Letter from Samuel B. Reed to Jennie Reed, August 3, 1863

In this letter from August 3, 1863, Samuel Reed writes to his wife apologizing for the fact that he has been unable to get a position on the railroad closer to home. He expects to learn more regarding the extension of the road very soon, as one of the railroad's primary investors, a Mr. Forks, has returned from Europe. Reed notes the consequences of the drought in Iowa, detailing the resultant success of the stage coach business along the Mississippi. He assures his wife that she "need not fear on account of my politics [as] I have not spoken to a single person about government policy since my return to Iowa."

Dearest Jennie

Your welcome letter of 24th was duly received I was very glad to hear from you and am very sorry that I did not get a situation nearer home. I have not heard one word from the men I wrote to yet and begin to fear my letters have been consigned to the waste paper basket. If I can't get what I want I suppose we must be content with what we can get.

There is yet nothing definite in regard to the extension of the road. Mr. Forks has just returned from Europe and we expect to hear something definite soon. How I would like to be with you and our dear children today. When I have all the work I can posably [sic] do I have not time to think much of absent loved wife and children but the long nights and days that there is not much to be done are lonely indeed.

I hope Anne will send me a letter this week and Mary will not forget her papa.

There has been a fine rain this morning which refreshes everything very much. But too Aug 3 1863 S B Reed late to make a crop of corn in Iowa I have not seen so poor a prospect for corn since I have been in the west as the present indicates and from all I can learn the drouth is quite extensive. The Mississippi is almost dried up nothing but the smallest class of boats pretend to run and they are very uncertain. Stages run regularly up and down the river and appear to have quite a business in the passenger line. And you know that people now a days [sic] will not choose a stage coach if there is any reasonable probability of getting steamboat or cars. Blackberries such as they are are very abundant. Pleenty [sic] at 5 per quart. I wish I could send you some. You need not fear on acct of my politics I have not spoken to a single person about government policy since my return to Iowa. There is a military force established here said to be arranginge [sic] to establish a hospital here but I think it is to enforce the draft if necessary when it takes place. Write very soon Jenny. Remember me to all.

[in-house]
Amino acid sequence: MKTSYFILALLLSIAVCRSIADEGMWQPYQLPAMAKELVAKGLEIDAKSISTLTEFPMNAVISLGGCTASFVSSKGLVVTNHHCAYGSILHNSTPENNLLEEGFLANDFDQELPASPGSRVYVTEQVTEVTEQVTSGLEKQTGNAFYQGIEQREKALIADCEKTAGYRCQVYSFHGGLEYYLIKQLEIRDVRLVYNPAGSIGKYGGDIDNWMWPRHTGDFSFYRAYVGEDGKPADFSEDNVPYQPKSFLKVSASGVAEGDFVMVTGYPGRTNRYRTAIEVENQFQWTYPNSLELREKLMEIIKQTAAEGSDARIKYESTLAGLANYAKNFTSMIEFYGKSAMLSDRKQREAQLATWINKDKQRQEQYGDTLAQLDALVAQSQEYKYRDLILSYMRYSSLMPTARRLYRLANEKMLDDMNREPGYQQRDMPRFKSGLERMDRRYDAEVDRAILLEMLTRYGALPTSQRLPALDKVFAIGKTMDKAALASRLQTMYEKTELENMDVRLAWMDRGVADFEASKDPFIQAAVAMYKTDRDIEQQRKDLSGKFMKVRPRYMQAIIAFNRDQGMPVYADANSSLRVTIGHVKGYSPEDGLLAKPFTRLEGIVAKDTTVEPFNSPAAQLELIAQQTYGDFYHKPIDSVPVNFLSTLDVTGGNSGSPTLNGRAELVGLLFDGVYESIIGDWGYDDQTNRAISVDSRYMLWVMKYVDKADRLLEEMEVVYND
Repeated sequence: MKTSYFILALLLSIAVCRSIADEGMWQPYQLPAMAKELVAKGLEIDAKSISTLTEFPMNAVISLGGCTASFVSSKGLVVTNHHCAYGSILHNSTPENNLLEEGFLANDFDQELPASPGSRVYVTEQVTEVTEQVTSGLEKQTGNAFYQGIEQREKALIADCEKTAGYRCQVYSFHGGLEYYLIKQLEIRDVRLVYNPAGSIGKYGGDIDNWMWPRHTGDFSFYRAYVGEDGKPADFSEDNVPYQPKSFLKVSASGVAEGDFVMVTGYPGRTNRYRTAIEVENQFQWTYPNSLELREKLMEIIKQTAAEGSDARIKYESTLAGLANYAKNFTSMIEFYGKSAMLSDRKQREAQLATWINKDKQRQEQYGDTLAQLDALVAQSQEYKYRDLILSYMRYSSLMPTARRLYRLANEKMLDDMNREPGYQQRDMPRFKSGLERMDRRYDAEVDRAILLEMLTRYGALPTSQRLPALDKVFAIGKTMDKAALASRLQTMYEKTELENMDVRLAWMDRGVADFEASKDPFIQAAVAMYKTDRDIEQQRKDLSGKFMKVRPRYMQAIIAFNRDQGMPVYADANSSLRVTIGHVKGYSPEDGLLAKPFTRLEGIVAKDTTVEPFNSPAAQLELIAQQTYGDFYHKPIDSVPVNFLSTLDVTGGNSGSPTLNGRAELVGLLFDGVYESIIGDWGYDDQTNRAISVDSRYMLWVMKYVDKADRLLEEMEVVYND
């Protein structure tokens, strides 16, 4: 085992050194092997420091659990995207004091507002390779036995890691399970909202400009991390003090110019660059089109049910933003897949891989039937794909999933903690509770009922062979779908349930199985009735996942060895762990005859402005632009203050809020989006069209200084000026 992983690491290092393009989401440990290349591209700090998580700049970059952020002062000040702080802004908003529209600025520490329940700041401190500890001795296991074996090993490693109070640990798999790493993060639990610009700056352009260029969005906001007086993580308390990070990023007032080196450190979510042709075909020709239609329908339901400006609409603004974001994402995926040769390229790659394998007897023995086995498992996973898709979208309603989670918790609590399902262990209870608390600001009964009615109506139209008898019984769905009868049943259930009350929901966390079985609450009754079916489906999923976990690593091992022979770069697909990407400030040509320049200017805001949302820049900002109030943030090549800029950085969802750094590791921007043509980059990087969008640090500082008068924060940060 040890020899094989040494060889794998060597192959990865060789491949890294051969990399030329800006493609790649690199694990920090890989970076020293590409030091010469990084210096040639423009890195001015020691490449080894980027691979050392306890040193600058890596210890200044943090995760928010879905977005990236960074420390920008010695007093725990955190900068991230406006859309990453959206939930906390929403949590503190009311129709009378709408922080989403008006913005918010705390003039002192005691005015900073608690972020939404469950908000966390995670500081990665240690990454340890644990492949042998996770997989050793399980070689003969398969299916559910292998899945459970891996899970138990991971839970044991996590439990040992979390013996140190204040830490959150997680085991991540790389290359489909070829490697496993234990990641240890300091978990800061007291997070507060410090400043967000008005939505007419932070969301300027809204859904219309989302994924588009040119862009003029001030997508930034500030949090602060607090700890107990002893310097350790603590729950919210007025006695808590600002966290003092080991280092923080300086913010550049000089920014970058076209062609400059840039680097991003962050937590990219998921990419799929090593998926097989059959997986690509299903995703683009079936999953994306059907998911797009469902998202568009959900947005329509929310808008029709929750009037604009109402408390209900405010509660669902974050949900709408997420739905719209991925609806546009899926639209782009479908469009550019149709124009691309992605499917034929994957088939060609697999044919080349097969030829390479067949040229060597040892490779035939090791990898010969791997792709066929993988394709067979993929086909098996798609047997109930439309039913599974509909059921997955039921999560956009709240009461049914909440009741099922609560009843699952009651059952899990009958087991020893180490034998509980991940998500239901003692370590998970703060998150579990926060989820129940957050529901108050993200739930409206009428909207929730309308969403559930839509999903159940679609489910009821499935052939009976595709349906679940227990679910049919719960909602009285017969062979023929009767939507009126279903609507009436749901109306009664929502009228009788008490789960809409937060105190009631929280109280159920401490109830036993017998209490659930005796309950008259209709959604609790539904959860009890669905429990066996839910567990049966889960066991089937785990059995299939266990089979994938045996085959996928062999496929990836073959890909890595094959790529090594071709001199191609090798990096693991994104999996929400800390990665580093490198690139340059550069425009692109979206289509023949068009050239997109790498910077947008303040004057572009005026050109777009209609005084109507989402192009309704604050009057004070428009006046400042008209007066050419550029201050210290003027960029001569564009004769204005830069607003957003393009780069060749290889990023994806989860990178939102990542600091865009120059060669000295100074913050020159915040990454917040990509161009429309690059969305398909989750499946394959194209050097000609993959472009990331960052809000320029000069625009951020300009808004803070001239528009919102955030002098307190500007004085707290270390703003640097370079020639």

Affectionately your husband
Samuel B. Reed

About this Document

  • Source: Letter from Samuel B. Reed to Jennie Reed
  • Extent: 2 pages
  • Citation: Yale University Library, Manuscripts and Archives, Samuel Reed Family Papers, Box 2, Folder 30
  • Date: August 3, 1863